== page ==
I always loved theatre and for a long time wanted to pursue acting.
I didn’t get into drama school at 18 and panicked about doing a drama degree, so took an unplanned gap year and ended up going to the University of St Andrew’s to study English.
Whilst there, I was lucky enough to get a place to study abroad for a year at the University of California in San Diego, where I studied theatre and literature, I spent a lot of time at the beach and joined a sorority.
When I returned to Scotland I threw myself into the performing arts society there, directing three shows over the next couple of years and becoming an engagement officer, responsible for running and organising workshops, scratch nights and a shadowing scheme for first years.
I stayed at St Andrew’s to do an MLitt in Writing for Performance, which I loved and took my first play to the Edinburgh Fringe.
Changing my path
Having decided, somewhere along the line, that drama school wasn’t for me – I don’t like rejection and was craving some routine – I graduated without a real sense of what I wanted to do other than being involved in theatre.
I applied for a ton of entry-level jobs before striking lucky at Chichester. I started in March 2018 as a communications assistant, and have since stepped up to marketing officer.
My job involves working on marketing campaigns for productions across our two seasons. In the Festival season, all of the shows are produced in-house, and then we receive touring shows in the winter.
It’s great to be able to work on a real range of productions and events because you’re targeting slightly different audiences for each one. That can be a real challenge because you’re juggling contrasting shows alongside different projects and trying to reach as wide a range of people as possible.
I manage our Prologue scheme for 16 to 25-year-olds which gives them £5 tickets as well as a programme of events and outreach work, so a lot of my work is focused on how we can get more young people involved with the theatre and ensure that the building is serving their needs.
What I love about my job
Engaging new audiences is the thing I love most about my job.
I get to work with a group of young people on our Prologue ambassador scheme each year and absolutely love hearing their ideas on what we can do to make the theatre accessible and exciting for them. It’s incredibly rewarding to help them take their ideas through to completion.
Recent ambassadors came up with Prologue Tuesdays, our drop-in session for 16 to 25-year-olds on a Tuesday afternoon. They can come and hang out at the theatre, borrow plays from our library and get career advice from people in the industry.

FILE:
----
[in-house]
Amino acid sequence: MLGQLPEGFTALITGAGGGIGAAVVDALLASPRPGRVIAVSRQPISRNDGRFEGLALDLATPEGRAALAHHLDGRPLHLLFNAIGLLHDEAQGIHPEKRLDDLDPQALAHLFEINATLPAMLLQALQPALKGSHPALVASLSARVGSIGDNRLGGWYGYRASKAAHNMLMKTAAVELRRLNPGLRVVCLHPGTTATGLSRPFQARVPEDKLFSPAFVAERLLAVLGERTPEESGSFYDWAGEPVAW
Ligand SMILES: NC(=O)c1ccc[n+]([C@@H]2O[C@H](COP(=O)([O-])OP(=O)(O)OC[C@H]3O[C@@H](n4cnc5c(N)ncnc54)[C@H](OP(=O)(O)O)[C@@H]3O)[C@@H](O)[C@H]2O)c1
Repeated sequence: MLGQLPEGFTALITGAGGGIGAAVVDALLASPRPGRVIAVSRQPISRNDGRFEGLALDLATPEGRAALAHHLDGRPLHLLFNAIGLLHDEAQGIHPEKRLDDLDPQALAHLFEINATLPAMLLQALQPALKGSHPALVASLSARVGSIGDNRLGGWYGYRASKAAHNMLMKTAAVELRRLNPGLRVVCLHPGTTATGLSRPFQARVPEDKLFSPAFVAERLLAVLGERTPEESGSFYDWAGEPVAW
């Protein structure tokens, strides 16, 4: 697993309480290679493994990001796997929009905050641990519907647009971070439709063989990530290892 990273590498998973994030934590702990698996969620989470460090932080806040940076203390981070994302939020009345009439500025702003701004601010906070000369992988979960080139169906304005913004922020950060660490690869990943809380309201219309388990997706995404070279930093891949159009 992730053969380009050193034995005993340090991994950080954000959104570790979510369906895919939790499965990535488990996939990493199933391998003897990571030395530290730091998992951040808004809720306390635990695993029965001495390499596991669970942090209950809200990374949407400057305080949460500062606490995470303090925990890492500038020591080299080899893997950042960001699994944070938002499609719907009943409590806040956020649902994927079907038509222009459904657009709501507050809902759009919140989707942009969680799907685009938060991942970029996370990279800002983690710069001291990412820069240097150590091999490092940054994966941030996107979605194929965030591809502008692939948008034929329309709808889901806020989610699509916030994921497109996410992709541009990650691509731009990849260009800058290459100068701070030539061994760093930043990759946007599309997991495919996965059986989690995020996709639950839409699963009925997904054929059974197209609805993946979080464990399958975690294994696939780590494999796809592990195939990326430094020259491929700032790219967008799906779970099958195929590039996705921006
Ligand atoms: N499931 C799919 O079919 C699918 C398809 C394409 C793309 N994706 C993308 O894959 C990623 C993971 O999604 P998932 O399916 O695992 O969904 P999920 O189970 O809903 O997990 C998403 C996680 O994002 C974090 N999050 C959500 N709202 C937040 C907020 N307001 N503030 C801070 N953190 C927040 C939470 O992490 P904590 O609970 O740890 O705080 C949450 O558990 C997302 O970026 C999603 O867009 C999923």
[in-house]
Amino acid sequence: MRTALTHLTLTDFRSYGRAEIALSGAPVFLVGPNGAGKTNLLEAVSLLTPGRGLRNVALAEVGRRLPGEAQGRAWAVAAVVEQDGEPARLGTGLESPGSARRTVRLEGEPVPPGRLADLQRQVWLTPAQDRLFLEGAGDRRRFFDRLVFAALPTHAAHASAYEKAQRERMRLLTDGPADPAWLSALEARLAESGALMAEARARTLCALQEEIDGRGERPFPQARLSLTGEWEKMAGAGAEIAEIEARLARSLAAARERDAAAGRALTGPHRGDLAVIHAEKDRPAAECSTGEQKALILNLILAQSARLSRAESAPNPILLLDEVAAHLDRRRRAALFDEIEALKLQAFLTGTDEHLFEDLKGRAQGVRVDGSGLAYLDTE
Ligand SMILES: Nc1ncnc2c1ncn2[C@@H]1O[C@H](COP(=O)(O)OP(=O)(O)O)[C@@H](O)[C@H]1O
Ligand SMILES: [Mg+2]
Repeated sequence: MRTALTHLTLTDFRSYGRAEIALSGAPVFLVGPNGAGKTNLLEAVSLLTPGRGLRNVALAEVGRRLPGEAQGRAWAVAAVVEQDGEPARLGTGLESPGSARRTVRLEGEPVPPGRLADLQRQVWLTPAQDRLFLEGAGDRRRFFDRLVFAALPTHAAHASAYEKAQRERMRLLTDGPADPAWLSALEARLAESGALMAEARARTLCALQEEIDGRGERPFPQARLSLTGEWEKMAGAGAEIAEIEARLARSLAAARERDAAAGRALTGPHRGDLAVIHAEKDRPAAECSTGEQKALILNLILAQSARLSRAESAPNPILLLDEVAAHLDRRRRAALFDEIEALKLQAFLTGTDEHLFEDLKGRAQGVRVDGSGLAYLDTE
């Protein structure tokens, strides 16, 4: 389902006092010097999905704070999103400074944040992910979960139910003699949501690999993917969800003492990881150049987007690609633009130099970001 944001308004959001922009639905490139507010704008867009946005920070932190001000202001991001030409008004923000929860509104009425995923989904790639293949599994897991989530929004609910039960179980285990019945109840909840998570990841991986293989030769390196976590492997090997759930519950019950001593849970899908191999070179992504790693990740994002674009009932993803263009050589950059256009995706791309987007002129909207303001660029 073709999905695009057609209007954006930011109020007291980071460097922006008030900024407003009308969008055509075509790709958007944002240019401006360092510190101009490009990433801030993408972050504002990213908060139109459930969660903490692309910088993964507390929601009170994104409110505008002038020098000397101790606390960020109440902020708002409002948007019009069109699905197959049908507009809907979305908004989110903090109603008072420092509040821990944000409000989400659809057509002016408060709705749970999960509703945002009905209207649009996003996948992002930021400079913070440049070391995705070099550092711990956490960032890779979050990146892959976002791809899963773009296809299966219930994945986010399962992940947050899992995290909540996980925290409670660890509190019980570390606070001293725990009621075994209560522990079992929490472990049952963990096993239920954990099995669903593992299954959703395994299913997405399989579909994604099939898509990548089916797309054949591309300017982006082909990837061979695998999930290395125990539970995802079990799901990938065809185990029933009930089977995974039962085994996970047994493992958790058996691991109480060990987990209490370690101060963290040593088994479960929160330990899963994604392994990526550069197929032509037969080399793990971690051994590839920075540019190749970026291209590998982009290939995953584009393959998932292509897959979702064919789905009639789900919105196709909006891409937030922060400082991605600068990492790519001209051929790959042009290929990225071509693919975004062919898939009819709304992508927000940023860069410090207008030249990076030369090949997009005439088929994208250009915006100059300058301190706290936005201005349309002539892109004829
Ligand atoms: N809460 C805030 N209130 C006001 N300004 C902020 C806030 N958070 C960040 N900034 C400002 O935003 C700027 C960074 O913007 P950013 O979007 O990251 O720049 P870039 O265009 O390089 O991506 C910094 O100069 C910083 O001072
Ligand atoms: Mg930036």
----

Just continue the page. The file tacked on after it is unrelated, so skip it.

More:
Last year I got to work on the marketing for our brand new venue, the Chichester Spiegeltent. This was such a good opportunity to work a bit differently and as it was a new project there was a lot of room to experiment.
Marketing a really diverse ‘fringe’ season of work was quite different from the longer campaigns I’m more used to working on, but it meant we could have a lot of fun with it, especially on social media and digital ads.
It was a pretty exhausting few weeks of back-to-back shows and many an evening in the Spiegel Bar, but I’m very excited to be able to keep building on its success this year and bring in even more new faces!
I also love having the freedom to try new things out and work with people from across the organisation. For example, I have worked with our learning, education and participation officer to plan a day of events and a podcast to celebrate International Women’s Day. I think it’s so important to celebrate female leadership in organisations and to support women at all stages of their career.
Imposter syndrome can be very real and it’s so important to have cheerleaders telling you ‘you can do it!’. I’ve been really lucky to feel listened to at work and to have people in my life encouraging me and celebrating my achievements, however small they might seem.
And it’s very exciting to know that I’m still just at the beginning of my career and don’t yet know where it might take me.
I think I’d tell my younger self to take a few deep breaths and tidy my room more often! There’s definitely something to be said for ‘tidy room, tidy mind’.
And not to stress about accruing imaginary points on some CV scorecard.
Learning to recognise your own skills is really difficult but so important, and having the confidence to believe you can do something is half the battle for me. I’m definitely getting better at realising what skills and experience I already have and that just because you don’t have experience of that exact thing doesn’t mean you can’t do it. You can also learn a lot from Google.
To find out more about Chichester Festival Theatre, visit: www.cft.org.uk